Polenta is simply cooked cornmeal of various textures (fine, medium or coarse grind). Traditionally it was cooked in a large copper lined pot over the hearth and when ready, the polenta was spilled onto a wooden board near the fire to be scooped into your bowl together with the meat or vegetables it was served with. As romantic as this sounds, polenta can be easily cooked on top of the stove in a regular pot. You can cook it in water, stock or milk and when it is ready you add butter and cheeses for additional flavour.
The basic cooking ratio of polenta is one part polenta to 4 cups liquid but I find that depending on the cornmeal you use the ratio can vary. Bring the water to a boil and slowly drizzle in the polenta, so the water barely looses its boiling point. Lower the heat then and cook, stirring frequently, until polenta is creamy and cooked through.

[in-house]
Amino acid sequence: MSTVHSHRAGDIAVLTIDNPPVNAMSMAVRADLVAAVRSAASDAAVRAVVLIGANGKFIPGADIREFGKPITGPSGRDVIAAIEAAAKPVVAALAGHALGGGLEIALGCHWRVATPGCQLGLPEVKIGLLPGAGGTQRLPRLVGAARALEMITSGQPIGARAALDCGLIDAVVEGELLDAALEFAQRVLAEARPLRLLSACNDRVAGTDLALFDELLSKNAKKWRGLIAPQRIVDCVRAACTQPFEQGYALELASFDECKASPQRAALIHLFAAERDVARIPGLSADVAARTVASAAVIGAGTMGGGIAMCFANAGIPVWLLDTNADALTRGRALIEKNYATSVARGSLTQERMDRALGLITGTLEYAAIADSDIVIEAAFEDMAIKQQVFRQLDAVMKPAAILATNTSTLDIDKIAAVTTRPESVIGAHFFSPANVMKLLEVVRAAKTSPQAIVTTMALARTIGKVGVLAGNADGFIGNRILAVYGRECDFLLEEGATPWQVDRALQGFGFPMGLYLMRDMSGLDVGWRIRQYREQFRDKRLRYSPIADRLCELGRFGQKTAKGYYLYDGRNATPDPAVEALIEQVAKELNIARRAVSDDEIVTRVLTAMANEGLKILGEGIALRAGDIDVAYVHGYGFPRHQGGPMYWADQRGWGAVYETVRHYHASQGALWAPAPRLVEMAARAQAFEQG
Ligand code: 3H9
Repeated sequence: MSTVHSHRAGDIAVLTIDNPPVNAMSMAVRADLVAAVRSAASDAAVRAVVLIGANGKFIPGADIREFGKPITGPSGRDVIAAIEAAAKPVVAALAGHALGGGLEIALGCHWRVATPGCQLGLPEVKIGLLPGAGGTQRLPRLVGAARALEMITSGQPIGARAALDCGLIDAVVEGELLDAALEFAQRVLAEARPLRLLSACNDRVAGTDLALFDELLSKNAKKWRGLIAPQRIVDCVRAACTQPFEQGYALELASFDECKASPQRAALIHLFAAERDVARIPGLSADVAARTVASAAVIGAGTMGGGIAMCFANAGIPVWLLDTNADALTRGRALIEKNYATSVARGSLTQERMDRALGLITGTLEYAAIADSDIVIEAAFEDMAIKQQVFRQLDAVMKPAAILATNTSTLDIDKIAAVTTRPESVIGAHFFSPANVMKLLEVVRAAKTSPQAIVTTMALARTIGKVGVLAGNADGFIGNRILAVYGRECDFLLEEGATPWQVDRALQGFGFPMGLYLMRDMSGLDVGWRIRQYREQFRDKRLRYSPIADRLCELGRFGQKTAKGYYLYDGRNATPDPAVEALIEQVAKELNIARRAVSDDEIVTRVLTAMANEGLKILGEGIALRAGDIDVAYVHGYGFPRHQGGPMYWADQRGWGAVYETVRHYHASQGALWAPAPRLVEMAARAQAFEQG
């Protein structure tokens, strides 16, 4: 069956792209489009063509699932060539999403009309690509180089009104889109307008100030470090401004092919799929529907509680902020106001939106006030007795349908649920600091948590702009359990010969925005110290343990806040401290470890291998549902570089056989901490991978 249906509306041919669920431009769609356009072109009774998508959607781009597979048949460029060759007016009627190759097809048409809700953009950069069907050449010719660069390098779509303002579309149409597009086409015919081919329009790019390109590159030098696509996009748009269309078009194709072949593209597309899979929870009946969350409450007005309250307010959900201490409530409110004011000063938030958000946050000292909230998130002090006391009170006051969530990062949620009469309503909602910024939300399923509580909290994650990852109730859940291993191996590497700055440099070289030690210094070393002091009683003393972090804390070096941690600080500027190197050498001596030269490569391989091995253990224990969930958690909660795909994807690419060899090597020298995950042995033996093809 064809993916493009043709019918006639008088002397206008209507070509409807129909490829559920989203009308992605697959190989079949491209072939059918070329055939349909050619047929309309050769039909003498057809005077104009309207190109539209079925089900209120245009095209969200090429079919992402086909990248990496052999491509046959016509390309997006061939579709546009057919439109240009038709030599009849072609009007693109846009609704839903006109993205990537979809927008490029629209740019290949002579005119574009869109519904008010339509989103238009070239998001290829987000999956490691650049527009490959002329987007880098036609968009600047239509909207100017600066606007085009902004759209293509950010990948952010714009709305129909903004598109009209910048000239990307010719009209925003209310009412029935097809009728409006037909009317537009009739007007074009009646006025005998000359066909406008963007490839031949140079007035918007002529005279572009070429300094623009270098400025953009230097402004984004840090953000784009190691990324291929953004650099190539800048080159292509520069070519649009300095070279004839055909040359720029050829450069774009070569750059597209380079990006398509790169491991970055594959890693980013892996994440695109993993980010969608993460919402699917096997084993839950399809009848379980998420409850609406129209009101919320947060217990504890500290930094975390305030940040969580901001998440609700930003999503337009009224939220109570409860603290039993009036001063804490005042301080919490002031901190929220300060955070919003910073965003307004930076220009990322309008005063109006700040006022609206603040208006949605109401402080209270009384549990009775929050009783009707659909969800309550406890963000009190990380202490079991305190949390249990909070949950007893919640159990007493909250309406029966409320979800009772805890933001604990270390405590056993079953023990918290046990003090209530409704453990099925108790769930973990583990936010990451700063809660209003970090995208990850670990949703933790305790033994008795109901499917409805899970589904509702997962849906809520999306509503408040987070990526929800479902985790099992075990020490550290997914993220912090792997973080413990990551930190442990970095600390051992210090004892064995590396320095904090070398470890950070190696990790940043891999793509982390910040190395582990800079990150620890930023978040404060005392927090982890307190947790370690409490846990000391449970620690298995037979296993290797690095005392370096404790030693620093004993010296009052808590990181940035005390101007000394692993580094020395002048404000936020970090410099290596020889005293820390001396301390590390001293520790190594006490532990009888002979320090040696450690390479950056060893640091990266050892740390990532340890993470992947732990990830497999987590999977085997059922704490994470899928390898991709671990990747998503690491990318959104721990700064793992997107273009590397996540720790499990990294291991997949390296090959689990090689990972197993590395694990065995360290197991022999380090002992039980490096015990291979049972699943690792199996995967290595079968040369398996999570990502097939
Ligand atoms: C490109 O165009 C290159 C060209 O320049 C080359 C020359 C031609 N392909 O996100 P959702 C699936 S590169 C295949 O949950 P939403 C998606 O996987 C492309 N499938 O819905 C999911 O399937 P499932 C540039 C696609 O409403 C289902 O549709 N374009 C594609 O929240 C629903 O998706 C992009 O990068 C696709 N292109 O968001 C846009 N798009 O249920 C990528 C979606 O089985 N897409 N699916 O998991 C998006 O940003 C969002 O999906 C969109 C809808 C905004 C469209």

Polenta can be served warm and creamy straight from the pot, or it can be cooled for a few hours to firm up and then cut into shapes for baking, broiling, frying or sautéing. To cool the polenta spread it in a lightly oiled pan to a thickness of about 1/2 inch and refrigerate. When firm, cut into shapes and proceed with the recipe.